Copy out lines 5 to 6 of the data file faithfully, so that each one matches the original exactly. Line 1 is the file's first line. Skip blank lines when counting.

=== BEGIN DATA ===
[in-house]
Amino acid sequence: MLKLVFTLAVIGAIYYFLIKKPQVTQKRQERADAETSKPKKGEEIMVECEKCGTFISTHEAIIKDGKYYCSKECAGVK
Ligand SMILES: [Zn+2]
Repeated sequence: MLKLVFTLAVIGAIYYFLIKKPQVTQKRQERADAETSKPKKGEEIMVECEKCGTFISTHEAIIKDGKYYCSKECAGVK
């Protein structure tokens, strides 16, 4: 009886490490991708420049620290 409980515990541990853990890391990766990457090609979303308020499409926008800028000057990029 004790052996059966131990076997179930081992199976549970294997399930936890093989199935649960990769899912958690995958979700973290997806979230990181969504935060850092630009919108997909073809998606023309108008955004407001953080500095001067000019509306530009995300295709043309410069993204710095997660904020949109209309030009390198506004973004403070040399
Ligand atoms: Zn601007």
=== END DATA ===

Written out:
């Protein structure tokens, strides 16, 4: 009886490490991708420049620290 409980515990541990853990890391990766990457090609979303308020499409926008800028000057990029 004790052996059966131990076997179930081992199976549970294997399930936890093989199935649960990769899912958690995958979700973290997806979230990181969504935060850092630009919108997909073809998606023309108008955004407001953080500095001067000019509306530009995300295709043309410069993204710095997660904020949109209309030009390198506004973004403070040399
Ligand atoms: Zn601007």